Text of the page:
MEMBERS SECTION

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NEWS

January 14, 2013

Please confirm your attendance at National convention June 24-28 2013

Members that meet minimum general meetings attendance, please see document section if you qualify.


          

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July 25, 2012

Mid-year review time

It's Mid Year review time again, our position is that you ask your APOC representative to be present in your mid year review meeting with your...

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March 28, 2012

"TIME AND DATE OF THE NEXT GENERAL MEETING"

Hello Everyone,


 


As a result of the activities at the end of our March 25th general meeting, a very important part of the meeting agenda...

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November 28, 2011

IMPORTANT BULLETIN

It has become evident that some of our members do not understand or appreciate the importance of the Canada Post Information Security and Policy...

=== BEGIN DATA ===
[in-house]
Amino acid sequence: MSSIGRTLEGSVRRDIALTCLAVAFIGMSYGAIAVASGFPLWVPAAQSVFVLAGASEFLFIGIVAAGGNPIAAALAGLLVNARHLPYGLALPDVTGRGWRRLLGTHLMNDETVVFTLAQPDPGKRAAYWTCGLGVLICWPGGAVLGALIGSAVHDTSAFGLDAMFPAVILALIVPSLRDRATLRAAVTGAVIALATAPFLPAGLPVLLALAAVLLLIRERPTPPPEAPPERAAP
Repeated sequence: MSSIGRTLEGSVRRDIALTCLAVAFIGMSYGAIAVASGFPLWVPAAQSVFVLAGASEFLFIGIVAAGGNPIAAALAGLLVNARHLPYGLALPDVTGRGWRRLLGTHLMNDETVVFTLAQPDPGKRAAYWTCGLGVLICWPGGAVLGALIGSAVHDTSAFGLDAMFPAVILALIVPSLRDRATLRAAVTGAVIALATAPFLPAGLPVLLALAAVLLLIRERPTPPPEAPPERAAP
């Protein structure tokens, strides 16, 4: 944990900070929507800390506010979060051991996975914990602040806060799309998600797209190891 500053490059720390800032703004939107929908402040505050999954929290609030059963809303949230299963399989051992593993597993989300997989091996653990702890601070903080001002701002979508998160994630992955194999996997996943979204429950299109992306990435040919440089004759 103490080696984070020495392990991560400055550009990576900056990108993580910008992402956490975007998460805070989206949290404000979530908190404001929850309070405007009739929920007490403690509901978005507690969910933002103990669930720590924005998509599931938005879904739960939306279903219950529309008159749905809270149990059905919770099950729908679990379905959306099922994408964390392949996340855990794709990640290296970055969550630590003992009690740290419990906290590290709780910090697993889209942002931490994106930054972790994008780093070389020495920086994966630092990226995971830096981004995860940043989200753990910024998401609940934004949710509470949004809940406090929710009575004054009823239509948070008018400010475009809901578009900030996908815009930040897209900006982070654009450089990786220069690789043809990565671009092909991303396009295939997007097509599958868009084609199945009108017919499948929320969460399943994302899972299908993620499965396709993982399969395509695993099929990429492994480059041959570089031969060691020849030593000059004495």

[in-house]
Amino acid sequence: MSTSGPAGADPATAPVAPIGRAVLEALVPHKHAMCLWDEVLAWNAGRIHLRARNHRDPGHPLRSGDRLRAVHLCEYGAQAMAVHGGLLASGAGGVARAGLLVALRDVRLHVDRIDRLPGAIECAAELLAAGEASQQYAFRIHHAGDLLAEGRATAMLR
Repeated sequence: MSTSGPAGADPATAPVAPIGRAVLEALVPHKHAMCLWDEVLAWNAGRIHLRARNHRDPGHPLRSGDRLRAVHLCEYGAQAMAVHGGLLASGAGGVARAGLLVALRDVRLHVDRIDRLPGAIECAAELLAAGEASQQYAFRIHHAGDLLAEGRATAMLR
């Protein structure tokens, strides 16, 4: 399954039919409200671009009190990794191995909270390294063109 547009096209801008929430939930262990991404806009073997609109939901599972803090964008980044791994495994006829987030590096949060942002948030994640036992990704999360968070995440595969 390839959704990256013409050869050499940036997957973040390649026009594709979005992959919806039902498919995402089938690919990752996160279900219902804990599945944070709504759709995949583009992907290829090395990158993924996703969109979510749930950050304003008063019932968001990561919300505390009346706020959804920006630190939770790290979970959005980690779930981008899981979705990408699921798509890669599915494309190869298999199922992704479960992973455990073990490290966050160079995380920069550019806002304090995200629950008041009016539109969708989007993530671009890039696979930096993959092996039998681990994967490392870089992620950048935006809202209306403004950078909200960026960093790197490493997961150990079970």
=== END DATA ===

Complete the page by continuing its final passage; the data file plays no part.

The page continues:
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November 23, 2011

The Year-End review and Performance Appraisal

Hello to all. This is a reminder to all members that as we come to the year-end, you will be required to review your accomplishments for the...

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February 10, 2009

SENSITIVE MATERIAL DO NOT DISTRIBUTE.

SENSITIVE MATERIAL DO NOT DISTRIBUTE.


WE HAVE AN AGREEMENT WITH THE CORPORATION THAT WE WILL ONLY


PUBLISH JOINT COMMUNIQUE. THIS WILL HELP YOU TO ANSWER